What Scares You, Rob Osler?

Rob Osler writes mysteries featuring LGBTQ+ main characters. Each time I’ve seen him present his work during one of those “speed dating with the authors” events at mystery conferences, he always shares information about his books in delightful rhyming poetry. I thought about trying to do that for my intro, but then I realized no one wants to be subjected to my terrible poetry.

So instead I will tell you that Rob’s won a lot of awards for his fiction. His short story “Miss Direction” (Ellery Queen’s Mystery Magazine, Sept/Oct 2023) was a 2024 MWA Edgar Awards finalist. His debut novel Devil’s Chew Toy, predecessor to Cirque du Slay, was a 2023 Anthony, Macavity, Agatha, and Lefty Awards finalist. His first short story, “Analogue” (EQMM), won the MWA 2022 Robert L Fish Award. Rob lives in California with husband and a tall gray cat.

But what makes the hair on his arms stand on end? Read on to find out…

What is the scariest thing you remember from childhood?

I remember going to the movie theater as a kid to see The Poseidon Adventure. I would have been around ten. When the movie ended and I rose from the seat, my back hurt. I realized I’d had my entire body clenched and hadn’t moved a muscle for an hour. If memory serves, there is a scene where Shelley Winters must swim underwater for a nearly impossible length of time. It was beyond intense for my young brain.

Is there any fear you’ve overcome in your life? How has that changed you?

Speaking to others—not just public speaking but speaking to people I didn’t know—even on the telephone. My mom helped me by having me write down ahead of time what I would say on the phone. I would write out the conversation like a script and rehearse before making the actual call.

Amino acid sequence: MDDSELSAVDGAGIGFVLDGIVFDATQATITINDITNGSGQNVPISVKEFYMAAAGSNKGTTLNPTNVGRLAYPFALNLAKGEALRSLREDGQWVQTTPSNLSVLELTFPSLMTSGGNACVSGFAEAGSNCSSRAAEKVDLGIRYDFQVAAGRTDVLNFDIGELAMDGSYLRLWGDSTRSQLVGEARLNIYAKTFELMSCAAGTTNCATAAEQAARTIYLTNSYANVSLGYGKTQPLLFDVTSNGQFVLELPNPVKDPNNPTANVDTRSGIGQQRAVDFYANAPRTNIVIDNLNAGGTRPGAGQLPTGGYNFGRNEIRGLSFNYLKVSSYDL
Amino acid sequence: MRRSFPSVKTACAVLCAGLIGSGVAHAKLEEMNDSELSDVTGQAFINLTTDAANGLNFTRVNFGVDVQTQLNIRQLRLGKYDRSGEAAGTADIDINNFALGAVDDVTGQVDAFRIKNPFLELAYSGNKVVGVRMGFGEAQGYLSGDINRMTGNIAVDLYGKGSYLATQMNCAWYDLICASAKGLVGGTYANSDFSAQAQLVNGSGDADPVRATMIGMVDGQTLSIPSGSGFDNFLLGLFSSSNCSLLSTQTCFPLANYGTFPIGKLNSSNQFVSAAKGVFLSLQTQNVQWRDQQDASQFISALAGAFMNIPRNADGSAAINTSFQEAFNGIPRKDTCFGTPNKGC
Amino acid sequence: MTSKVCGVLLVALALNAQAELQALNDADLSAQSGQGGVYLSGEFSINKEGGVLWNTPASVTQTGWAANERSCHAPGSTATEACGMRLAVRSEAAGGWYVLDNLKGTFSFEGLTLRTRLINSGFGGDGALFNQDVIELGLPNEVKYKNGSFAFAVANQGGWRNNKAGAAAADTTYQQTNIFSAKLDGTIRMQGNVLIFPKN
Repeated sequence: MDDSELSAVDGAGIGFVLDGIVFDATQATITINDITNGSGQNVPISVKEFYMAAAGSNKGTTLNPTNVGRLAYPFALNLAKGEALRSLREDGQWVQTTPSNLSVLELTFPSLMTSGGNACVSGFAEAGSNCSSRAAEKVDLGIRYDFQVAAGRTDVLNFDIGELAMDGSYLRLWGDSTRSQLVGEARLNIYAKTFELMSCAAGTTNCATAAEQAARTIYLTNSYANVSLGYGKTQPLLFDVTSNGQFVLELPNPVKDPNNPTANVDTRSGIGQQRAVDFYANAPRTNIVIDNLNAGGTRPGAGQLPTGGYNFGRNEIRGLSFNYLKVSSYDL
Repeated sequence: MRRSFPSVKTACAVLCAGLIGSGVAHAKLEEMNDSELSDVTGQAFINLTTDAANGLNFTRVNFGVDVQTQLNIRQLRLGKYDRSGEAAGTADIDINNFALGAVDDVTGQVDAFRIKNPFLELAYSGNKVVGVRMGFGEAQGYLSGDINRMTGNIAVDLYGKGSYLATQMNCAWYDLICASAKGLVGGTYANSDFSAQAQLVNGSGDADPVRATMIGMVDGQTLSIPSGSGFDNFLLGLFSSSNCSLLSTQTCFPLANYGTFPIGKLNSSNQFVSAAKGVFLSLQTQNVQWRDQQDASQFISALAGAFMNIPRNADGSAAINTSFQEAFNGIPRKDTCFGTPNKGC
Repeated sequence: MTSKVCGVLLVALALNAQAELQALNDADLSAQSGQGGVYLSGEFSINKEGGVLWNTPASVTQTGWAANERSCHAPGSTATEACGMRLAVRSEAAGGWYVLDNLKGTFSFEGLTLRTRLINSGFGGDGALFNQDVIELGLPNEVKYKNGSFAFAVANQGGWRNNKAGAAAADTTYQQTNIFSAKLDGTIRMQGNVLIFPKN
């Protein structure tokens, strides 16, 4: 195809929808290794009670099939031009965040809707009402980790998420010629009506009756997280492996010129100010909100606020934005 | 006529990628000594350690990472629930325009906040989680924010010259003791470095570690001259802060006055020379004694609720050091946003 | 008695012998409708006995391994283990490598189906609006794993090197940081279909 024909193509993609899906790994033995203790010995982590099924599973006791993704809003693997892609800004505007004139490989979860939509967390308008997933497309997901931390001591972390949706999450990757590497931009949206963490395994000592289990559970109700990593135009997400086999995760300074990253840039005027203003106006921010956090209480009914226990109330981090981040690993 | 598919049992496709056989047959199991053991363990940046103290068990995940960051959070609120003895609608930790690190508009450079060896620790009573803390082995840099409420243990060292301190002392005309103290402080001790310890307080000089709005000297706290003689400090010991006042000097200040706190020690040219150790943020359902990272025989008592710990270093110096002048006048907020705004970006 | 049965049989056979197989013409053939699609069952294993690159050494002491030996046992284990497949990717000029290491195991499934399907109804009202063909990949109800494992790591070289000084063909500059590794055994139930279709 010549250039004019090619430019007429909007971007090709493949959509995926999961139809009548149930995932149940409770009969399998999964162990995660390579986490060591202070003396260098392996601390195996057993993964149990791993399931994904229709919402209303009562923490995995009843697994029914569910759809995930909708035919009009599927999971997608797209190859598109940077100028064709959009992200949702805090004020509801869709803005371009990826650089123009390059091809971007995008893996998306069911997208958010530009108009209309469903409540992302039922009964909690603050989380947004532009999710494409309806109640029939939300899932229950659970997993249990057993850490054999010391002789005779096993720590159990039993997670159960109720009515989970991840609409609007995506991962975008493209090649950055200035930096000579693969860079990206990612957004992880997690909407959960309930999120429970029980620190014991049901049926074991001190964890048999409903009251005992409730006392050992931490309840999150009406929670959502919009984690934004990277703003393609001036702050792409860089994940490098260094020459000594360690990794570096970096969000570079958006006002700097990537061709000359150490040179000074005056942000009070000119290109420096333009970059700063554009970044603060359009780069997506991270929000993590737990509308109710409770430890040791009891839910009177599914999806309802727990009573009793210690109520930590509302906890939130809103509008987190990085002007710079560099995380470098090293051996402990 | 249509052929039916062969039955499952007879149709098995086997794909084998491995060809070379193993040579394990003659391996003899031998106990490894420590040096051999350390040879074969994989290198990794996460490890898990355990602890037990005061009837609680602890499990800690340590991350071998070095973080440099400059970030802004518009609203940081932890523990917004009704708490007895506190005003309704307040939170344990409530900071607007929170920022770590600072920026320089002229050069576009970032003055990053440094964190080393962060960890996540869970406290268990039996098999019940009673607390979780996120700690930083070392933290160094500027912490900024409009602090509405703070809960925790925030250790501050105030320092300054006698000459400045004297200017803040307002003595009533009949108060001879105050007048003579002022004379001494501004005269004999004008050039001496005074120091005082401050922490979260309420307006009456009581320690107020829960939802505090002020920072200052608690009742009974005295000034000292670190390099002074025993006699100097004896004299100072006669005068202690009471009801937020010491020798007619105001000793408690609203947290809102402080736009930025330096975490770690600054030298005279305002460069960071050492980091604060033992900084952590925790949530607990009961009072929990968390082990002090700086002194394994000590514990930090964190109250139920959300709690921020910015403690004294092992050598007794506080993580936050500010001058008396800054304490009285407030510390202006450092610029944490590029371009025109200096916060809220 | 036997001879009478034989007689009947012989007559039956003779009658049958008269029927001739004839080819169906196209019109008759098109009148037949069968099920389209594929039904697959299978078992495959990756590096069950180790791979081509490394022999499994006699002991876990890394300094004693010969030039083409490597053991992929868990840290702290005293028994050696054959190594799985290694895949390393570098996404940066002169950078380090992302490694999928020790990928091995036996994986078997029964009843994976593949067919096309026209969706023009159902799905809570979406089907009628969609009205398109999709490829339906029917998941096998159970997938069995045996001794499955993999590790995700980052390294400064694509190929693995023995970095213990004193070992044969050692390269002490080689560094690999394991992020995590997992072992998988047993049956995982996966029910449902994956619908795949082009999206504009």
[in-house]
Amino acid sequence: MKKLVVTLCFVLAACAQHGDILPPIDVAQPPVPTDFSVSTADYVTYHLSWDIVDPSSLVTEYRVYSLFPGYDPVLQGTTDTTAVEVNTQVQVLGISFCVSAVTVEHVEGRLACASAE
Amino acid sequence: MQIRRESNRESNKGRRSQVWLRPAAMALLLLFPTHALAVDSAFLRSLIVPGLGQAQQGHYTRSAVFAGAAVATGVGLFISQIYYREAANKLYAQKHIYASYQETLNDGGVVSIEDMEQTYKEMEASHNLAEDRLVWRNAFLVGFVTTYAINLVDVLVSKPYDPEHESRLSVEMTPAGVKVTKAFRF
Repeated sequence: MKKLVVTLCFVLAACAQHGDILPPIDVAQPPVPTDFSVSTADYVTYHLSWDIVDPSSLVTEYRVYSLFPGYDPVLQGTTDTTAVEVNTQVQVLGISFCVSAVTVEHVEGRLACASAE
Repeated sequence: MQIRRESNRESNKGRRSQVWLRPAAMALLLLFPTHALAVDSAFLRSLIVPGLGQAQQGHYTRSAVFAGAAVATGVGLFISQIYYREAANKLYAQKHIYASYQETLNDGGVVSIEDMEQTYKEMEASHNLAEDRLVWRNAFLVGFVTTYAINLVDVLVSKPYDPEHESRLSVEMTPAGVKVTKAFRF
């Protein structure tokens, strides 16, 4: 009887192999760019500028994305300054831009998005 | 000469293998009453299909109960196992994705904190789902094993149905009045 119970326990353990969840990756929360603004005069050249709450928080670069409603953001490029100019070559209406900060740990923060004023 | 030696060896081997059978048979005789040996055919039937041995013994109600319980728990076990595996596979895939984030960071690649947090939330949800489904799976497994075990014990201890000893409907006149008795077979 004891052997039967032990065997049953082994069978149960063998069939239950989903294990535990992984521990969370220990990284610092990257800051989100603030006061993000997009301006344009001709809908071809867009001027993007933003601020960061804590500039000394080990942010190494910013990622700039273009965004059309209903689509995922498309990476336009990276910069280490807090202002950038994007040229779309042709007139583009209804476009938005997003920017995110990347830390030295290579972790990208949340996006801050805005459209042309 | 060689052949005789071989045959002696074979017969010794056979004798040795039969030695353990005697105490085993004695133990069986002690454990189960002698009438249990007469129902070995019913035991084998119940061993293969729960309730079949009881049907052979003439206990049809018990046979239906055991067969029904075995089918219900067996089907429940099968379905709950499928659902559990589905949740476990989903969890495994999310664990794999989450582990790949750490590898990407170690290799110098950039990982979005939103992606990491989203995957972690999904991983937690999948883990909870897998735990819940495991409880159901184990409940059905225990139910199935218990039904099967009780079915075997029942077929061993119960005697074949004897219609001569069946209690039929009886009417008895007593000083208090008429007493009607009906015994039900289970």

What person living today terrifies you the most and why?

Donald Trump. He manifests the worst behavior of what humans are apparently capable of, but what makes him truly terrifying is that he stirs hatred in so many people.

What are your phobias?

I do not like heights or turbulence during a flight.

What is your favorite urban legend?

I grew up in Idaho and then lived in the Pacific Northwest for decades, so Sasquatch was a thing. I never really thought he/she/they existed, but I can easily envision Sasquatch romping through the forest and catching salmon from a stream with its bare hands.

Do you have a recurring nightmare?

Home invasion. Just those two words combined are terrifying!

What’s the scariest thing you’ve ever written?

I did write a mystery/horror short story called ANALOGUE. It was the first piece of writing I ever had published—thanks to Janet Hutchings at Ellery Queen Mystery Magazine for that! The story features an old-school, by-the-spreadsheet CEO from the East Coast who arrives at a San Francisco-based tech company. It doesn’t go well. Fun fact: the story idea was inspired by my time consulting for what was Twitter.

What’s creepier: clowns, dolls, or wax figures?

Dolls. One hundred percent. My mother’s mother had a large doll collection that she kept wall-to-wall, floor-to-ceiling in a room of her house. The super creepy image of hundreds of sets of tiny, unmoving eyes inspired a doll collection scene in my debut novel DEVIL’S CHEW TOY.

“The super creepy image of hundreds of sets of tiny, unmoving eyes inspired a doll collection scene in my debut novel DEVIL’S CHEW TOY.”

What’s your favorite horror movie or television series?

OMG, The Shining is still terrifying. Witnessing a person’s psychological unraveling is scarier than just being presented by a bad person from the get-go.

What is your favorite monster/villain?

I’m not sure I’d call him a “favorite,” but Anthony Hopkin’s portrayal of Hannibal Lecter was terrifically frightening. As over-the-top as the character was, he was horrifyingly believable. Though not as scary as Jack Nicholson’s character in The Shining—he was the worst.